i could, and hopefully will, in the near future, dedicate a post entirely to the fruit and fallout of being told, “you’re just like your father.” suffice it to say in this post that living as an adult with your parents proves that “the fruit doesn’t fall far from the tree.” i learned whence my massive sweet tooth cometh when i watched daddy-o help himself to some nutella, of which i thought i was the sole consumer. but also, why i enjoy watching jeopardy! as much as i do? #mymothermyself [gathering proverbial worms back into equally figurative can]

information about summer law institute (SLI) and pre-law orientation finally hit my inbox a week or so ago. i learned which classes i’m taking, and who’ll be teaching them (except for legal research). today, i begin my second day of SLI, aka bridge over nine-year gap from academia.

law school so far reminds me more of high school than university in that my law school is public, and that i commute via public transportation. thankfully, and more importantly, i enjoyed high school quite a bit. true to my contrarian/optimist tendencies, i believe that i will enjoy law school, too — thanks muchly to the motley crew that is our 1L class, i’m sure.

in addition to illuminating my roots, living with my parents offers the support i need for the next few years as a commuter law student. at a practical level, not paying rent, not worrying about grocery shopping, and not having to fish for quarters to wash my clothes will free me to grapple with contracts and learn three-word latin phrases and legal terms.

my spiritual family prayed me into law school, and i’m so grateful that the encouragement of said people will keep acting as grease to keep me going as i kick into high gear. but now, my natural family will play a key role in getting me through law school.

it’s a divine, counterintuitive exchange: by surrendering or postponing my declaration of independence, i get to trace my origins and said examination of my roots will help me better understand my identity. this in turn refines my sense of individuality in a way that i wouldn’t be possibly by myself.

in that light, sleeping in a twin bed and decorating my imaginary apartment only on pinterest and in my dreams for the next three years ain’t no thang.

excelsior (or, the world race: nbd)

i left in october (technically, end of september) 2008 for the world race, an 11-month missions trip to 11-countries. it’s been five years, eight months, and 28 days since then, and i still

  • refer to my up-close-and-personal encounters with God from that season;
  • am reminded of the hard lessons learned;
  • feel the remnants of the crucible’s fire (mmmm, feedback);
  • remember prophetic words spoken through and over me;
  • recall the friendships formed and the amazing hospitality showered upon us all over the world (this is one of the biggest redeeming qualities of social media, otherwise a major time suck);
  • am amazed that once upon a time, i didn’t know the 50ish fellow men and women with whom i sojourned for 11 months;
  • ache, albeit not as acutely, from brokenness i witnessed
  • rejoice in the gentle miracles and mighty movements i glimpsed
  • marvel at how my worlds keep expanding, shrinking, and colliding simultaneously

yes, it was a most epic season of life. but it will not–cannot–be the pinnacle of my life.

my prayer has been that the world race would not be the highest mountain i would summit. when i die, i don’t want to look back at my life and think that my life’s most exciting adventure happened when i was 25, that the world race was the best time of my life.

i rebuke that so hard. instead, i see those 11+ months (pre- and post-race) as the finishing touch of a foundation — the ceiling of the basement of a mansion. while it’s appropriate to go to the basement time to time to grab something you need — those steaks from the freezer, or that vintage from the cellar — it’s not where i’m supposed to settle.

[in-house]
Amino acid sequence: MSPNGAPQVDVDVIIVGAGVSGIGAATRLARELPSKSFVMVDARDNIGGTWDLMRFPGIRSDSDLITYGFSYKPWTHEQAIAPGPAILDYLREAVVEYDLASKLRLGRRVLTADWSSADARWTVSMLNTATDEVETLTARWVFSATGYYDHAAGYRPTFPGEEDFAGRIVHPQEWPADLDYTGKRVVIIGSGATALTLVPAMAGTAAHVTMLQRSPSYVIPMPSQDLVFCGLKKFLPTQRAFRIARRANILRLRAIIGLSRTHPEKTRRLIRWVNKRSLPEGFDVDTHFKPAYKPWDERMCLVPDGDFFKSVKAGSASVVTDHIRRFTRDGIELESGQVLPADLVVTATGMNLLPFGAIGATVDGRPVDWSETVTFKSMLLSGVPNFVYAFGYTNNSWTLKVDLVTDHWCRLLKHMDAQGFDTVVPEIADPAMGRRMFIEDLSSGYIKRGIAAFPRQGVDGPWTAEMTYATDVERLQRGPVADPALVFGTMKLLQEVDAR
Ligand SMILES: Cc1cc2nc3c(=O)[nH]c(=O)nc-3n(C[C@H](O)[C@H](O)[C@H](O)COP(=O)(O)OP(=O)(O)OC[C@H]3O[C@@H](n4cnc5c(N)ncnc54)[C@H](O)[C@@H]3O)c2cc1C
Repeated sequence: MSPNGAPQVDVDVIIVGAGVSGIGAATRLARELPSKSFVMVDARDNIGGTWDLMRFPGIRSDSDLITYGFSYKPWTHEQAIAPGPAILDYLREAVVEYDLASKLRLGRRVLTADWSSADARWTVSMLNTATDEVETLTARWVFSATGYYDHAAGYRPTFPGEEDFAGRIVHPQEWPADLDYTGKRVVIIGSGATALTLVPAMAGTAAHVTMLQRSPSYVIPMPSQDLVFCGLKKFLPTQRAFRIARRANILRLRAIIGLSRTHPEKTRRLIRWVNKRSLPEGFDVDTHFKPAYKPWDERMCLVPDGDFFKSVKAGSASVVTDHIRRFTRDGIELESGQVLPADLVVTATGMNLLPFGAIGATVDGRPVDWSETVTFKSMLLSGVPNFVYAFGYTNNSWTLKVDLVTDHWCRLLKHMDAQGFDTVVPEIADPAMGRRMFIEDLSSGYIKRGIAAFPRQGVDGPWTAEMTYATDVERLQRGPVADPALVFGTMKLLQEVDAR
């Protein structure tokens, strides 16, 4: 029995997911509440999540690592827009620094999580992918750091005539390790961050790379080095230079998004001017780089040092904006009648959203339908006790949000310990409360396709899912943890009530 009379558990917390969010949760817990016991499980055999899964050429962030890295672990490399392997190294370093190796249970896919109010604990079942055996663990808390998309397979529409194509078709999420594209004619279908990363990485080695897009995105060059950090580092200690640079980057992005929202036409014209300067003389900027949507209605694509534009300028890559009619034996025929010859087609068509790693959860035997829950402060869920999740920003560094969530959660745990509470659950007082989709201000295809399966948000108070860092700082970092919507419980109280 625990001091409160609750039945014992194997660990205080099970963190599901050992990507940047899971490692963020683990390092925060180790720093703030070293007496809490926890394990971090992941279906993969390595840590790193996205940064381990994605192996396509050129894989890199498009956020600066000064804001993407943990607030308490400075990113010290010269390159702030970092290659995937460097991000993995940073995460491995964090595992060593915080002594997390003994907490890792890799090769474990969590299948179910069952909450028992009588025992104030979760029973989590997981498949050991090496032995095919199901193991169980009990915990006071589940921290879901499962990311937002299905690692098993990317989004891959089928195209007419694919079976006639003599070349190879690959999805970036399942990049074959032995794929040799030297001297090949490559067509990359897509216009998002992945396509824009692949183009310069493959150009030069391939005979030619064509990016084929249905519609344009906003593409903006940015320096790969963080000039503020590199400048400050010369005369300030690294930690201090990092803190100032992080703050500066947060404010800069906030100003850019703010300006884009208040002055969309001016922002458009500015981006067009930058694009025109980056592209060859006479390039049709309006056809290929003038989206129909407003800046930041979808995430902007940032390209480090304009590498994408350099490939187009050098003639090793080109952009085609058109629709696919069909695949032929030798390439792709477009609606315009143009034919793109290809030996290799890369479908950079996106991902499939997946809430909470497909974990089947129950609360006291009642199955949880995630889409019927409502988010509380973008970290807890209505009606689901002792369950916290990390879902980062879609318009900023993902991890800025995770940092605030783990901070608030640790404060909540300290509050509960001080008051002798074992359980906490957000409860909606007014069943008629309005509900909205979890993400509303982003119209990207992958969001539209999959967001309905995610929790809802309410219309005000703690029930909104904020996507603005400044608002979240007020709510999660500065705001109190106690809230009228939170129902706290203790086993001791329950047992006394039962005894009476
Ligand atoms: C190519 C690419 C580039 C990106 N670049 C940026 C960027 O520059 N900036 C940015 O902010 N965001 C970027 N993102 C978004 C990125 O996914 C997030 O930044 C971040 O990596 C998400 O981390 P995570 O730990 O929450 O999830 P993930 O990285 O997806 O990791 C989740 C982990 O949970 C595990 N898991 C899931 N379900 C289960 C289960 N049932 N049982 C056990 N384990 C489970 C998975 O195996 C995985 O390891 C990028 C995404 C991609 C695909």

admittedly, it has been more challenging to recognize that the years since my world race have been adventurous and momentous in their own right, particularly since my nomadic tendencies have tapered off quite a bit in the past couple years. and while the lsat and the law school application process had their adrenaline-inducing moments, it was more stressful than it was thrilling. and from the accounts of the attorneys that have gone before me, it might be apropos to liken the next three years to the journey to mordor à la the lord of the rings: the two towers (is that allowed if actually haven’t read the trilogy?), making that epic global missionary trek into a cakewalk in comparison.

as i reworked my personal statement to ten law schools, it was clear that the world race was, without a doubt, pivotal. and the effects of that year keep reverberating throughout the facets of my life — my worldview, my approach to work, my interactions with people, my relationship with God — and i’ve no doubt that my study and practice of law (and [please, God] marriage and parenthood) will be influenced, too.

and that was the point of the world race — to me, anyway.

the world race isn’t something i finished — it was a start to something more, to something greater.

before the world race, God had been stirring in me. the world race set me in motion, and i haven’t stopped moving ever since. i’m more and more convinced it’s not the experience itself that keeps generating momentum; rather, my continual, progressively intimate encounters with God propel me forward. it can’t be coincidence that God brought me back to new york and the state motto is “excelsior,” which liberally translates to, “ever higher,” right?

suddenly i feel inspired to look into the prophetic meanings of the state flags, mottos, nicknames, for which i blame/credit the world race… anyway.

the world race has changed a lot since i went on it and even since i was on staff at adventures in missions. there are, like, eleventy jillion more people that have gone after me (and a very modestly increasing contingent of people of color, i hope?) and i’ve lost track of how many times the alphabet’s been cycled through (my squad was the original g squad, fyi).

yet i continue recommending, with confidence, the race to those who are eligible and (holistically) healthy enough to go — not because it’ll be the best time of your life, but because it’ll make your life better.